FDA: A Future Innovation Partner?

Oct. 12, 2011
Could the Food and Drug Administration reform itself to help manufacturers create new medical technologies?

In the current regulatory environment, it's easier for Boston Scientific Corp. to introduce a product in Singapore or Europe than it is in the United States, says John Sheets, senior vice president of corporate research for the company.

Sheets' comment at the Cleveland Clinic's 2011 Medical Innovation Summit in early October echoed similar remarks made by other health care industry executives at the conference regarding the Food and Drug Administration. Several speakers at the summit said the rate of medical innovation in the United States has fallen behind global competitors as manufacturers and investors struggle to work through inefficient regulatory processes. "Unfortunately, our partners in the FDA tend to be running business looking in the rearview mirror; they're not out in front of us," Sheets told conference attendees on Oct. 4.

While most executives agreed the FDA plays an important role in consumer safety, they criticized the agency for long approval times that are shifting the introduction of new technologies to other countries. Japan used to be one of the last developed countries to approve a medical product -- now it ranks ahead of the United States, says Daniel Starks, CEO of St. Jude Medical Inc.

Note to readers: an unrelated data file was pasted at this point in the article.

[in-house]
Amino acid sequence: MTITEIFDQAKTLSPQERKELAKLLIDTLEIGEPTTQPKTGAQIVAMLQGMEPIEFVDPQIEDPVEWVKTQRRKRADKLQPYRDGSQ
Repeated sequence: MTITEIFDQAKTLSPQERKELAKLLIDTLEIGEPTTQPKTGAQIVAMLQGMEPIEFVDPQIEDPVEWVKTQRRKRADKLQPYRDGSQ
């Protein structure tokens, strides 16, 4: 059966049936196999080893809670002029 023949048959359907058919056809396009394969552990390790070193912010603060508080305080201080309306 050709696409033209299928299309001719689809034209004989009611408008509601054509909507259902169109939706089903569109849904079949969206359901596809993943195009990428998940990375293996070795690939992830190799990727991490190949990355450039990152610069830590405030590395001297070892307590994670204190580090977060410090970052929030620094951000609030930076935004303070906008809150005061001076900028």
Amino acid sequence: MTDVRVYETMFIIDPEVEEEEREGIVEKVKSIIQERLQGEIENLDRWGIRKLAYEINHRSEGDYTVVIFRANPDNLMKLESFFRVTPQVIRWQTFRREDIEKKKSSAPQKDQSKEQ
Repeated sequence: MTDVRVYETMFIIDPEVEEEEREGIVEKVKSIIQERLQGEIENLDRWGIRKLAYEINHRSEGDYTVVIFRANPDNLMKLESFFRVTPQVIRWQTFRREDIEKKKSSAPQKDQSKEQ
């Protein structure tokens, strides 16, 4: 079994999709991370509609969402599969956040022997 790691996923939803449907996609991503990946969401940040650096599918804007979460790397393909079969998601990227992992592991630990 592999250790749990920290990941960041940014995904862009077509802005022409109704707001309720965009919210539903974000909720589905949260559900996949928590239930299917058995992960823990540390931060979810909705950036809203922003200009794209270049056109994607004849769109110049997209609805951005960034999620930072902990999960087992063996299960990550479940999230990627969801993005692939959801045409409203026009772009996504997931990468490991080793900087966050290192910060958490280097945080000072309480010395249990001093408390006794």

The FDA is underfunded and needs more resources, including people with technologically advanced knowledge who can better understand more sophisticated products, Starks says. Some industry leaders suggest the FDA should become more involved in fostering new technological advancements, including the creation of a chief innovation officer.

The FDA could help medical device and pharmaceutical manufacturers bring new treatments and technologies to market by improving its scientific capabilities and collaborating more with the industry, says John Castellani, CEO of Pharmaceutical Research and Manufacturers of America, or PhRMA. The time from initial drug development research to final approval by the FDA can take 10 to 15 years, he said at the conference.

The FDA has apparently been listening to some of the industry's concerns. On Oct. 5, the agency published a report called "Driving Biomedical Innovation: Initiatives to Improve Products for Patients." FDA Commissioner Margaret Hamburg identified seven major reforms in the report that the FDA plans to undertake.

This includes training for the next generation of innovators. The FDA plans to hire people who show outstanding promise in their fields to receive training in various industry disciplines, including design and development, manufacturing and regulatory affairs. The FDA also plans to develop a network of experts who will help the agency gain a better understanding of emerging technologies in fields where FDA reviewers might lack familiarity. Another area of focus for the FDA will be expedited drug development to speed up the clinical -- trial process.

If the FDA doesn't improve its approval times, the United States risks losing manufacturing to countries as close as Canada, said General Electric Co. CEO Jeffrey Immelt in a keynote address at the conference.

"If you can get a product approved for sale in Canada and it takes you three years to get it approved in the U.S., why would you stay here?" Immelt asked the Clinic audience.

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